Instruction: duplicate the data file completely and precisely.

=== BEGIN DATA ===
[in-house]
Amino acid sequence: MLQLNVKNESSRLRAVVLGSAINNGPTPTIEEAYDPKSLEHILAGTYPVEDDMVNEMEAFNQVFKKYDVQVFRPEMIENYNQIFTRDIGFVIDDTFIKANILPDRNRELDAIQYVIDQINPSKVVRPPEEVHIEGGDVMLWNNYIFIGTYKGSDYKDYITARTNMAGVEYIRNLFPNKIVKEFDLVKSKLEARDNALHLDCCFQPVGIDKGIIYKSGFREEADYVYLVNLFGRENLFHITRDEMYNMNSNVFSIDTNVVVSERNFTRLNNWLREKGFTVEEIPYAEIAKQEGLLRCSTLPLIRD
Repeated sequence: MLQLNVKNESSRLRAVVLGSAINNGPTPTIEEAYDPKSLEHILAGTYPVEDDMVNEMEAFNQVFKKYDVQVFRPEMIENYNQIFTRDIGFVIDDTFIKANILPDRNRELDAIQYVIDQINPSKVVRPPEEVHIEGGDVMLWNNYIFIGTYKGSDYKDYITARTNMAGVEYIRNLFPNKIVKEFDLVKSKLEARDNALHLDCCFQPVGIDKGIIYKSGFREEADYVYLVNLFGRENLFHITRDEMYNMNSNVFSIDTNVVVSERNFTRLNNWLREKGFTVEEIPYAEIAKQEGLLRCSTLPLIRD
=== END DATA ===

[in-house]
Amino acid sequence: MLQLNVKNESSRLRAVVLGSAINNGPTPTIEEAYDPKSLEHILAGTYPVEDDMVNEMEAFNQVFKKYDVQVFRPEMIENYNQIFTRDIGFVIDDTFIKANILPDRNRELDAIQYVIDQINPSKVVRPPEEVHIEGGDVMLWNNYIFIGTYKGSDYKDYITARTNMAGVEYIRNLFPNKIVKEFDLVKSKLEARDNALHLDCCFQPVGIDKGIIYKSGFREEADYVYLVNLFGRENLFHITRDEMYNMNSNVFSIDTNVVVSERNFTRLNNWLREKGFTVEEIPYAEIAKQEGLLRCSTLPLIRD
Repeated sequence: MLQLNVKNESSRLRAVVLGSAINNGPTPTIEEAYDPKSLEHILAGTYPVEDDMVNEMEAFNQVFKKYDVQVFRPEMIENYNQIFTRDIGFVIDDTFIKANILPDRNRELDAIQYVIDQINPSKVVRPPEEVHIEGGDVMLWNNYIFIGTYKGSDYKDYITARTNMAGVEYIRNLFPNKIVKEFDLVKSKLEARDNALHLDCCFQPVGIDKGIIYKSGFREEADYVYLVNLFGRENLFHITRDEMYNMNSNVFSIDTNVVVSERNFTRLNNWLREKGFTVEEIPYAEIAKQEGLLRCSTLPLIRD